Your debt-to-income ratio (DTI)—the portion of your gross monthly income that goes toward debt payments—isn't part of your credit score. However, it is an important factor lenders consider when you apply for credit.

The average student loan payment is $203, according to Experian data. But if yours is significantly higher or your income is relatively low, a high DTI could make it difficult for you to qualify for affordable financing on purchases such as a new car or a house.

Factors That Affect Credit Scores

Many factors play a role in determining your credit scores, and student loans can affect these in different ways. The primary scoring factors are often grouped into five categories:

  • Payment history: A long history of on-time payments can help your credit scores, while a late payment can hurt your scores. The impact of late payments decreases over time.
  • Amounts owed: The amount you owe on loans and credit cards, including your current student loan balance relative to the original balance, can affect your scores. As you pay down your student loans, the lower balance can help your scores. Additionally, your credit utilization rate on credit cards, or the percentage of available credit you're using, can impact your credit.
  • Length of credit history: A longer credit history, and a longer average age of accounts, could help your scores. Your student loan's account history can start when your loan is disbursed, even if you don't start making payments until after you graduate.
  • Credit mix: Having experience managing multiple types of debt can help your scores. Student loans are a type of installment loan, which has a fixed repayment period. Credit cards and lines of credit are part of the other type of credit, revolving accounts, which have an indefinite repayment period.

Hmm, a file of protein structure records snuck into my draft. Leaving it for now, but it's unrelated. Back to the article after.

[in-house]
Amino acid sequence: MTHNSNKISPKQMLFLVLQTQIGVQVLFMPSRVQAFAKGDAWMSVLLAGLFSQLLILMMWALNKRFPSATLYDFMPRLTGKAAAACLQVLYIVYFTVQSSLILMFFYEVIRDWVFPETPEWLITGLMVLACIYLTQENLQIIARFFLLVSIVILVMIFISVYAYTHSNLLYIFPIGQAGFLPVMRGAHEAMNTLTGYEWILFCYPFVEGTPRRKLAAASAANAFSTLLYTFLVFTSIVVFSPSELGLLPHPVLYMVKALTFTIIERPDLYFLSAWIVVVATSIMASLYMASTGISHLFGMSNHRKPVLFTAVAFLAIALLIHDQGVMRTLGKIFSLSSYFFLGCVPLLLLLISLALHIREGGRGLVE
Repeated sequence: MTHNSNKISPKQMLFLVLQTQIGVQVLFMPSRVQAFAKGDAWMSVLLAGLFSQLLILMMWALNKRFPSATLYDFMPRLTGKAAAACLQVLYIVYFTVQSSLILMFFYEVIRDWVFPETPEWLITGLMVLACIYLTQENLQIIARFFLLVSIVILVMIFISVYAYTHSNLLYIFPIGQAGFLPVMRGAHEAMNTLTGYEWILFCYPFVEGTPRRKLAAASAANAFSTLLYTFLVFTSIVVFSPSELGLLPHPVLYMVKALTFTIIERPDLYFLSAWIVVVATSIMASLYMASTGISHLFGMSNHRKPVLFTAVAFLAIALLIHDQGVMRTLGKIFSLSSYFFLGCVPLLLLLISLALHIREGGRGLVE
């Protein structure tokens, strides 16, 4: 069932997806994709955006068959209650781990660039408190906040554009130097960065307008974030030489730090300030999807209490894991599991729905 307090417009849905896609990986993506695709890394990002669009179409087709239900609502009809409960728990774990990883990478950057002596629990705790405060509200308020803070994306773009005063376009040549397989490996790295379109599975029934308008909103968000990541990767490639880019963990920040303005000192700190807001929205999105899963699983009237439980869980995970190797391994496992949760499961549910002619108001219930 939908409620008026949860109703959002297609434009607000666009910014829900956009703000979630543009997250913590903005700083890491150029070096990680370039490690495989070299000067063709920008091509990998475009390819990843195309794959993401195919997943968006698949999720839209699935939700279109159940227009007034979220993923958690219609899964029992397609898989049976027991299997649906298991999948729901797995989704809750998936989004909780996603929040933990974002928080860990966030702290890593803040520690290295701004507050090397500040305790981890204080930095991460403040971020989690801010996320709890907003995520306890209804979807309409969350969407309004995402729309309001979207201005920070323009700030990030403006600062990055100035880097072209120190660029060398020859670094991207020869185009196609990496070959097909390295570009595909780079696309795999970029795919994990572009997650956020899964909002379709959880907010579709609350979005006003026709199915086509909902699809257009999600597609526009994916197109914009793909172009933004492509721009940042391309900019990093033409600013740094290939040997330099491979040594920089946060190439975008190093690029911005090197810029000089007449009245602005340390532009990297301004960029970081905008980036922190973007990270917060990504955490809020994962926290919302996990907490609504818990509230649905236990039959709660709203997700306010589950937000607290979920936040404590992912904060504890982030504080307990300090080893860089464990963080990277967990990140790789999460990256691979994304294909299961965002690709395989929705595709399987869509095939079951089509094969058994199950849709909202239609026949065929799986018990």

• New credit: If you apply for a private student loan, the resulting hard inquiry (when a lender asks to see your credit report) may have a slight negative impact on your score. FICO will also consider how long it's been since you opened your most recent account.

How to Improve Your Credit With Student Loans

As you work to establish your credit history, here's how you can use your student loan debt to your advantage:

  • Consider making small payments while in school. Your loan servicer or lender will typically allow you to make payments during your in-school deferment. In fact, making interest-only payments could help you save money in the long run—unpaid interest will be capitalized and added to your loan balance once you enter repayment after graduation.
  • Set up automatic payments. Once you're in repayment, set up autopay on your loans to ensure that you never miss a payment. Student loan servicers and lenders will typically give you an interest rate discount when you set up automatic payments, increasing your savings.
  • Consider an income-driven repayment plan. If you have federal student loans and your payments are too high, consider getting on an income-driven repayment plan. These plans set your payments as a small percentage of your discretionary income, making it easier to keep up.